Success in Other Industries
The VCs who declined to invest in my father’s company felt that his prior success as an entrepreneur didn’t apply because it wasn’t in healthcare specifically. So, I asked my interviewees whether this was their first experience with a startup. The majority (71%, n = 10) did have experience with startups in other technology domains prior to their foray into healthcare (figure 3).
Figure 3. Previous Experience Founding a Startup. Author’s figure.
Founder’s Role in Early Sales
All 14 founders said they had personally acquired “all” or “nearly all” of their early customers, as opposed to hiring a sales force or using an outside channel. Therefore, according to this study of exits, the largest predictor of success in healthcare IT companies was the founders’ own ability to find customers (see Lak Ananth, “High-Tech Exceptionalism: From the Front Lines”). This may seem like a cliché, as it is obviously important for early-stage companies to find customers; however, the effect seems to be more pronounced in healthcare IT where the path to revenue is more difficult to navigate than in traditional IT companies. Rather than simply selling directly to consumers or businesses, healthcare IT companies often need to deal with numerous regulations and unique payment systems and organizations.8
Prior Healthcare Experience Is Irrelevant—And in Fact May Hinder Success
This study provides strong evidence that prior healthcare experience is not required to build successful healthcare IT companies. Of course, 14 of 50 is a relatively small sample size and those interested in validating or questioning these findings should do further research. That being said, the overwhelming nature of the responses to certain questions provides a strong degree of statistical confidence that the trend holds even with a small number of samples.9
Why might reality contradict the common VC assumption that healthcare experience is vital? I believe the unique challenges of healthcare have largely been exaggerated, resulting in an overemphasis on the value of experience.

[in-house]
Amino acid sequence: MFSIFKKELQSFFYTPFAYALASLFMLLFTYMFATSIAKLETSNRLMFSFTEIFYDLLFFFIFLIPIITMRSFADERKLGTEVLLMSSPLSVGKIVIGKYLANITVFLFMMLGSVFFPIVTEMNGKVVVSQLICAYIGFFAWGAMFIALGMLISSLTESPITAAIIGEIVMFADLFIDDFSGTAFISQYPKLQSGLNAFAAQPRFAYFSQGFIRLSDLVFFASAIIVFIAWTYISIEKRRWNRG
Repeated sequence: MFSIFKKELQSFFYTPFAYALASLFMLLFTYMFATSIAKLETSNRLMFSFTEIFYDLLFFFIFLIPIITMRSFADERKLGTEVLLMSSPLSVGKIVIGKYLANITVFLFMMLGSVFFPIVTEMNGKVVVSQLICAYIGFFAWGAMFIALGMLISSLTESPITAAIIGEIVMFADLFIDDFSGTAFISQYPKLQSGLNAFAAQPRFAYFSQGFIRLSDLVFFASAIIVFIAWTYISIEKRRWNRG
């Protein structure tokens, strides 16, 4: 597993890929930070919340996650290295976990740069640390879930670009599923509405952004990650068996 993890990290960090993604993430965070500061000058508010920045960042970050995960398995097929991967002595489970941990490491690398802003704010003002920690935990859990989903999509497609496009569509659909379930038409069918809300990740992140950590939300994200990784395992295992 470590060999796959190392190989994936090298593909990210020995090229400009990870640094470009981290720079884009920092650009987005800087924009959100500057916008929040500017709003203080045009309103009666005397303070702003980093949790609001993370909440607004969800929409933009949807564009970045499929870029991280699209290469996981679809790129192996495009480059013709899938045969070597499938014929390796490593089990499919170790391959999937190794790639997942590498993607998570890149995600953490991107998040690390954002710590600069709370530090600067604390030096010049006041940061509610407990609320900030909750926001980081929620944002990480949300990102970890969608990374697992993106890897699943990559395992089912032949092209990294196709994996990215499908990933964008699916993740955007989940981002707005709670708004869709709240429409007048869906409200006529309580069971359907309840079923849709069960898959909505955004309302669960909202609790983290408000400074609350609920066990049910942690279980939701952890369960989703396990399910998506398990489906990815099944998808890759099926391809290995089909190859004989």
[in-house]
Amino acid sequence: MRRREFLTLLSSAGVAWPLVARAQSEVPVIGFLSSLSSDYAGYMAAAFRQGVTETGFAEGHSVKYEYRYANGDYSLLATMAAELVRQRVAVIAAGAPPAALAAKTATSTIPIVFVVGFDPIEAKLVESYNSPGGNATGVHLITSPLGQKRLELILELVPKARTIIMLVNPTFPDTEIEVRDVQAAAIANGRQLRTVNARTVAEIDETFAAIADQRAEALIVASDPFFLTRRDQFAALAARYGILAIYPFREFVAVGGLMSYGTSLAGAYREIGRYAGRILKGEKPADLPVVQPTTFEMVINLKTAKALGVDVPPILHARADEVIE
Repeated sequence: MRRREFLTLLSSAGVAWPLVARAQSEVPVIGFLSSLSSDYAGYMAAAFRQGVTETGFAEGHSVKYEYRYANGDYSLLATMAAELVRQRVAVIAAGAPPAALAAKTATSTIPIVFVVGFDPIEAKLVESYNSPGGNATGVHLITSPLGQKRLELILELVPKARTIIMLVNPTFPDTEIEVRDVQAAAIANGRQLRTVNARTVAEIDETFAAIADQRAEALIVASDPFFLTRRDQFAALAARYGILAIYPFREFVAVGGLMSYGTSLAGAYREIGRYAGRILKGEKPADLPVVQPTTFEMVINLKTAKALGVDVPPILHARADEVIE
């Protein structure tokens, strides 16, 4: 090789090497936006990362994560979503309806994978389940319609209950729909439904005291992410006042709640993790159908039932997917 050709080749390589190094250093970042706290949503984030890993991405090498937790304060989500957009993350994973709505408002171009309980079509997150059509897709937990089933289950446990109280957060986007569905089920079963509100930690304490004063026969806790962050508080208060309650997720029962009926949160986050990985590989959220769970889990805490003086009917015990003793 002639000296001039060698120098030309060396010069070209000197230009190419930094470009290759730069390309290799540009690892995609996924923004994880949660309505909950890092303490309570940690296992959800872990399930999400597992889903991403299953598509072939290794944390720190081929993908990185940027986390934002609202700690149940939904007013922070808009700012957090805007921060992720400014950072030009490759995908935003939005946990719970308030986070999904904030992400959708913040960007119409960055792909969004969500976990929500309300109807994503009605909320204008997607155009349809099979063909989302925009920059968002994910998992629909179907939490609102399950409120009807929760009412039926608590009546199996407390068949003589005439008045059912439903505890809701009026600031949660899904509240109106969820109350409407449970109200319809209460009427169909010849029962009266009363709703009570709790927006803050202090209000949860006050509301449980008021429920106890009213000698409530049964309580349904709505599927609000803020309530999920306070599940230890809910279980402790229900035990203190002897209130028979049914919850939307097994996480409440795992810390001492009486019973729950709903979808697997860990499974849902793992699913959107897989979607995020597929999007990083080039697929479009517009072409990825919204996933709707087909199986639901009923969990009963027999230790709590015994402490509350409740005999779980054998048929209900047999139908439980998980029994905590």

In fact, I argue that it can potentially be a disadvantage to have too much prior healthcare experience. When entrepreneurs from one industry bring their ideas and methodologies to a new sector, they often spark new innovations because of their unconventional approach. History has shown that this transitional tactic can create a strong competitive advantage, with examples ranging from Nike using automotive shock-absorbing technologies in their footwear to aerospace companies mimicking the wing profiles of birds.10 A recent example in healthcare IT is the application of jet engine failure algorithms to predict cardiac health.11
I suggest that healthcare insiders are not developing these innovations as frequently as outsiders because of their unconscious assumptions about the status quo. Studying the history of the U.S. healthcare system, one can see the “level of thinking” that has created today’s problems. Every change made to public policy, every new benefit added, and every political maneuver has simply been a reactionary “Band-Aid” addressing a specific problem at the time. The result is an inefficient system, lacking an integrative design. People who spend their careers becoming proficient at navigating the minutia of healthcare standards and regulations might find it challenging to conceive of a radically different world.